Key features and considerations
In addition to deployment models, customers should ask vendors numerous questions about the product's features and functions to ensure their business and security requirements can be met. Here are some key features to pay attention to:
Integration with existing tools and processes like single sign-on (SSO) and Active Directory must be considered. SSO lets users sign in using one set of credentials across their work devices and apps, and gives IT greater flexibility in using existing policies to manage accounts. SSO also allows organizations to plug their online file-sharing solution into their existing identity management solutions (Active Directory, LDAP, Ping Identity, OneLogin, Centrify and so on) to inherit existing passwords and security policies, and to allow for auto-provisioning/deprovisioning of accounts from one control point.
Granular administrator controls are extremely important to IT when it comes to protecting company data. Most offerings allow IT to set some type of permissions around data sharing (within an organization versus external sharing) though not all provide controls that define which users can access what data or which devices can be used. Some offerings allow IT to set password requirements (length, complexity, expiration period and so on) and some offer digital rights management functionality to help protect content (file expiration, printing restrictions).
In a mobile world, one of the most important administrative features to protect content is the ability to remotely wipe a lost or stolen device. The degree of control varies from vendor to vendor, and companies should do sufficient research to ensure that admin controls meet their particular needs and compliance requirements.
Auditing/reporting capabilities are other key features to consider. In addition to setting policies to prevent accidental or malicious data leakage, administrators need some degree of reporting or auditing. Again, available functionality ranges by vendor and product but at the very least, IT should be able to understand how much data is stored in the corporate online file-sharing account and what's stored in all the accounts. Some vendors offer detailed visibility into individual user activity (with whom users are sharing files, what files they access, when they access files, what devices they use to access files). Others allow IT to impersonate users or even search files globally for a text string. These capabilities can help administrators spot suspicious employee behavior and react accordingly.
Security needs may vary
Not every department needs tight security; some organizations may find they need very secure online file sharing for some teams, while others just need to access data easily on multiple devices. The user experience can vary significantly among offerings, with the more secure solutions often not as user friendly at the endpoint.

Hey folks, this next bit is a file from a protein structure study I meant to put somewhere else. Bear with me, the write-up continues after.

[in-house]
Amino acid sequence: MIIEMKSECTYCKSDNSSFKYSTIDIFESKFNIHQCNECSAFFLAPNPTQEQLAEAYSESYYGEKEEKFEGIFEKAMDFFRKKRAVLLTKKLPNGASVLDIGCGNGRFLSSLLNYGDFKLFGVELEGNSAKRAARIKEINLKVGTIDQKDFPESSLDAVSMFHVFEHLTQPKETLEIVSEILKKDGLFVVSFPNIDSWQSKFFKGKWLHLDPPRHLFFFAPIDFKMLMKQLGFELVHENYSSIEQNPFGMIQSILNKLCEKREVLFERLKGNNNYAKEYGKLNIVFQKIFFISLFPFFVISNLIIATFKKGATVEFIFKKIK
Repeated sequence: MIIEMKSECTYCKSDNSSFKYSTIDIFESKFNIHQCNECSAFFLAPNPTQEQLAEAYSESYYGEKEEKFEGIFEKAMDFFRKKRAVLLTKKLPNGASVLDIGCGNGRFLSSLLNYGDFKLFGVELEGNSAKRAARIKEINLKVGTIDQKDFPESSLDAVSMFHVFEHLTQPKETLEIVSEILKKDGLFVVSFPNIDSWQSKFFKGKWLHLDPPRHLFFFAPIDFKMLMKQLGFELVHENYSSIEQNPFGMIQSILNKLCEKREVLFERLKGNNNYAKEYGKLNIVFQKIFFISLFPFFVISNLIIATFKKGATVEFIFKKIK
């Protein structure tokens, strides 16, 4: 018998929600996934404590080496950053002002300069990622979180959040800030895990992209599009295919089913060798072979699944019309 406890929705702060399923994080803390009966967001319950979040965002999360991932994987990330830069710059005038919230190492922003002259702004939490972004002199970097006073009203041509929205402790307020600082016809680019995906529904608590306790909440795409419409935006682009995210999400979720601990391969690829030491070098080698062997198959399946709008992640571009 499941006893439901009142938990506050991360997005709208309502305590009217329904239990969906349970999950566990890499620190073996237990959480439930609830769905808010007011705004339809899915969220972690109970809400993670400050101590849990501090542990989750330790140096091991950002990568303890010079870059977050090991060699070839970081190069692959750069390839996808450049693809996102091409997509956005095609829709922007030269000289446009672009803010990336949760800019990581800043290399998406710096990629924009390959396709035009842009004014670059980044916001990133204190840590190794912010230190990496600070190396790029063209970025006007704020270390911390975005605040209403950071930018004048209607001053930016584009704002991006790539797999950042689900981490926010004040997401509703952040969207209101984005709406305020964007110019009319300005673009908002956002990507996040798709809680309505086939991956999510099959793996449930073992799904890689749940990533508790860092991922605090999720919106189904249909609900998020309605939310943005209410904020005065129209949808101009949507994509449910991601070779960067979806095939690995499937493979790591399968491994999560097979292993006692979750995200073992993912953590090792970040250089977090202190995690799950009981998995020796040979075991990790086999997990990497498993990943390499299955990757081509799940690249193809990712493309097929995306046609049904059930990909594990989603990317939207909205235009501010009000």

This presents a challenge: Many IT teams report that a key challenge to deploying a corporate file sync-and-share solution is that employees continue to use their personal accounts because it's just easier for them. Endpoint ease of use is a key adoption driver (and inhibitor) and shouldn't be overlooked. Organizations may find themselves deploying multiple file-sharing applications for multiple use cases, providing easy-to-use, consumer-like solutions for general access and locked-down, highly secure solutions for teams that work with sensitive data.
It's worth noting that aggregator services are cropping up to help users and IT manage multiple individual accounts. These services allow users to access multiple storage accounts from one point of control. Though this helps consolidate access to offerings into one service, this application category is very young and its security functionality is still nascent; however, it's worth keeping an eye on as it matures.
Cloud convenience can't be ignored
We live in a world where information equals power. With the influx of online file-sharing solutions, distributing information has become easier than ever. As a result, it's now easier for information to fall into the wrong hands intentionally or unintentionally.
IT is tasked with the increasingly difficult job of ensuring company data is secure. Fortunately, sync-and-share vendors have heard IT's cries for help and are integrating more robust security functionality with every new release. But no matter how hard you try, there's no such thing as a 100% secure IT environment.
IT organizations can reduce their risk by ensuring the product they choose has a deployment model that works for their business, as well as integrations and controls to make their data as safe as possible. But IT must perform the appropriate due diligence and ask smart questions. If an answer doesn't measure up to needs, they should ask what can be done. Many service providers publish terms of service, but they're often negotiable and can be customized for specific business requirements.
About the authors:
Terri McClure is a senior storage analyst at Milford, Mass.-based Enterprise Strategy Group (ESG); Kristine Kao is an associate analyst at ESG.
This was first published in July 2013